A. I never wanted plastic surgery when I was in my 20’s, I want it now! Ha ha! – 40-something, wife, mom, designer
That answer was in jest…but it probably sums up what many women think. At some point in our lives we’ve thought about it, but few have undertaken it. The women above went on to say what many 40-something women say — do it if you really think it will make you feel better but don’t do it for anyone else.
“Don’t ever change your body for someone. Do it for yourself but not someone else. That’s having no self-confidence. What you do for someone else won’t make you happy. They won’t love you more because you got a boob job or whatever…they won’t love you because you have no self-confidence.”
Here from a 40-something woman who struggled a lot with her body image in her 20s but never went the plastic surgery route and is glad she didn’t.
“I never wanted plastic surgery…it wasn’t really an option financially and it wasn’t talked about in the Midwest where I grew up. Although moving to Los Angeles in my early 20s certainly brought it to the forefront. But I’m glad I didn’t.
However, I was never satisfied with my body or my looks and had a distorted body image. I’m solidly built and was always athletic. There were stints of feeling attractive, but for the most part I was unsatisfied. I suspect some of the dissatisfaction came from cultural/media influences and some from family scripts. When I look at any old photo, I’m struck by how attractive, in shape and vibrant I was! I think most of us are amazed when we look back to see that we really did have it all along. This is why I believe my internal image of myself was distorted. Not helped much when I met and married a man who seems to prefer a different sort of body type. He likes me underweight. This has led to problems in our relationship but it made me realize I wasn’t happy when I was at that weight.
What I wish I had done in my twenties is to hunt down the reason for my dissatisfaction and fix it. That is, fix my dissatisfaction. We can all find flaws but at some point must accept them and accept ourselves as a flawed, but basically good package. It seems a shame that I fretted so much about my really very attractive and fit body.
So I suppose you need to ask yourself why you want plastic surgery and go from there. Can you diet instead? Can you exercise to get the results? Are you deformed in some way? Or are you looking for perfection? Because if its perfection… you will not likely find it through surgery.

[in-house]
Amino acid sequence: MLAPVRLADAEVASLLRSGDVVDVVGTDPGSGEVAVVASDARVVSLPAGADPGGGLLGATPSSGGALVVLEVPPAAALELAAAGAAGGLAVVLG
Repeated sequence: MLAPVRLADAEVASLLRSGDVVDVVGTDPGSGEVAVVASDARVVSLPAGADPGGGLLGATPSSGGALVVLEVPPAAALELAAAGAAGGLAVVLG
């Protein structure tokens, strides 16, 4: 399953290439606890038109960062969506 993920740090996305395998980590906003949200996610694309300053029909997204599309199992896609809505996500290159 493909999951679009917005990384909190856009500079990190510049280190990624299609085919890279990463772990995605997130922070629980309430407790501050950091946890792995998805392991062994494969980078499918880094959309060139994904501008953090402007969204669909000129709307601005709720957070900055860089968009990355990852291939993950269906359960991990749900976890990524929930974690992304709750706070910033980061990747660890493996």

This from a women who has worked with her body. Think about what you can do for yourself first: sunscreen, working out and realizing that body confidence can be a lot more fun than worrying about what you look like naked.
“I never wanted plastic surgery in my 20’s — but there is so much more awareness now about getting procedures done so this is a difficult decision for anyone. They key to the question is who are you doing it for and how much will you change? Then you have to ask yourself, once I start changing things when do I stop? Look at some of the celeb disasters.
I grew up in a country with not much sun (Scotland) and as a result of that and genes, I’m fortunate to have good skin. So if I had a child or young cousin or even if I was in my 20’s I would stay out of the sun as much as possible– at least on my face. I can see the results. Wear sunscreen.
In terms of body shape a lot can be achieved by changing wardrobe styles and I have changed the shape of parts of my body through working out. Clearly that doesn’t work for your nose or breasts– those are different challenges. But it’s really more about your attitude. Frankly once you’ve got your kit off and are in full-on sex mode …guys just want to have fun. So don’t be self conscious, just be sexy and have fun. Low self-confidence at that stage is more of a turn off than any body part. I have lots of guy friends of all ages and this is what they say. And too, a lot of guys that are worth their salt don’t want a Barbie look alike. If they do, just remember they can change you in for a newer model every 10 years. Is that the relationship you want to be in?”
As this women notes, plastic surgery is more present than ever in today’s society. While still a small percentage of the total population, plastic surgery is on the rise. Last year there were 13.1 million plastic surgery procedures up 5% since 2005.
But one interesting stat comparison gets to the point of this question from the other way. Do women regret having plastic surgery? I’m not a statistician but let’s look at breast augmentation, the most popular procedure that women have done. Almost 300,000 breast implants were done in 2010. Then there were then 90,000 breast lifts. 83,000 breast reductions and 22,000 breast implant removals. Goes to the old saying that you always want what you don’t have.
In the end it depends on the degree to which the perceived flaw is a part of who you are and do you want to change that? Or is it something that is a big white elephant in the room that is preventing you from living your life with self-confidence. But before you do it, think about all the other ways you could boost your self-confidence. Particularly in your 20’s…realize that you probably really do “have it”.